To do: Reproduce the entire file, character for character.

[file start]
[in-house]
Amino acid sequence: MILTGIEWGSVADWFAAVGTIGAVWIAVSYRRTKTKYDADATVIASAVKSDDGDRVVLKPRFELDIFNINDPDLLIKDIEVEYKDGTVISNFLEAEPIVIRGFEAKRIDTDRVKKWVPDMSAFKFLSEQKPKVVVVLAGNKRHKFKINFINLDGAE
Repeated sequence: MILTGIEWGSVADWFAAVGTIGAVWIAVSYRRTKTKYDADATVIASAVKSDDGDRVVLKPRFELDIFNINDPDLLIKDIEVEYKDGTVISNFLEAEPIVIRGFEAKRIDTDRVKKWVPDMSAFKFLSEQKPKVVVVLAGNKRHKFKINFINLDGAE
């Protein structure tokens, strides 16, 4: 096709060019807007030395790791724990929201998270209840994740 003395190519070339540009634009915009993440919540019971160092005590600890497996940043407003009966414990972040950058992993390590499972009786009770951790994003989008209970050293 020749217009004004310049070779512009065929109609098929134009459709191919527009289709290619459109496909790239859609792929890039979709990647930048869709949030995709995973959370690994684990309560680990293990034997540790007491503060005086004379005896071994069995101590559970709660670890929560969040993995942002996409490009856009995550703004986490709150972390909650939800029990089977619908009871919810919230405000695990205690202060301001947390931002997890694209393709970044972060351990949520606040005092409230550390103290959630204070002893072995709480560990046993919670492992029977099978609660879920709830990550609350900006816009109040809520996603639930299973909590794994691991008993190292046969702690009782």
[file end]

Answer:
[in-house]
Amino acid sequence: MILTGIEWGSVADWFAAVGTIGAVWIAVSYRRTKTKYDADATVIASAVKSDDGDRVVLKPRFELDIFNINDPDLLIKDIEVEYKDGTVISNFLEAEPIVIRGFEAKRIDTDRVKKWVPDMSAFKFLSEQKPKVVVVLAGNKRHKFKINFINLDGAE
Repeated sequence: MILTGIEWGSVADWFAAVGTIGAVWIAVSYRRTKTKYDADATVIASAVKSDDGDRVVLKPRFELDIFNINDPDLLIKDIEVEYKDGTVISNFLEAEPIVIRGFEAKRIDTDRVKKWVPDMSAFKFLSEQKPKVVVVLAGNKRHKFKINFINLDGAE
């Protein structure tokens, strides 16, 4: 096709060019807007030395790791724990929201998270209840994740 003395190519070339540009634009915009993440919540019971160092005590600890497996940043407003009966414990972040950058992993390590499972009786009770951790994003989008209970050293 020749217009004004310049070779512009065929109609098929134009459709191919527009289709290619459109496909790239859609792929890039979709990647930048869709949030995709995973959370690994684990309560680990293990034997540790007491503060005086004379005896071994069995101590559970709660670890929560969040993995942002996409490009856009995550703004986490709150972390909650939800029990089977619908009871919810919230405000695990205690202060301001947390931002997890694209393709970044972060351990949520606040005092409230550390103290959630204070002893072995709480560990046993919670492992029977099978609660879920709830990550609350900006816009109040809520996603639930299973909590794994691991008993190292046969702690009782």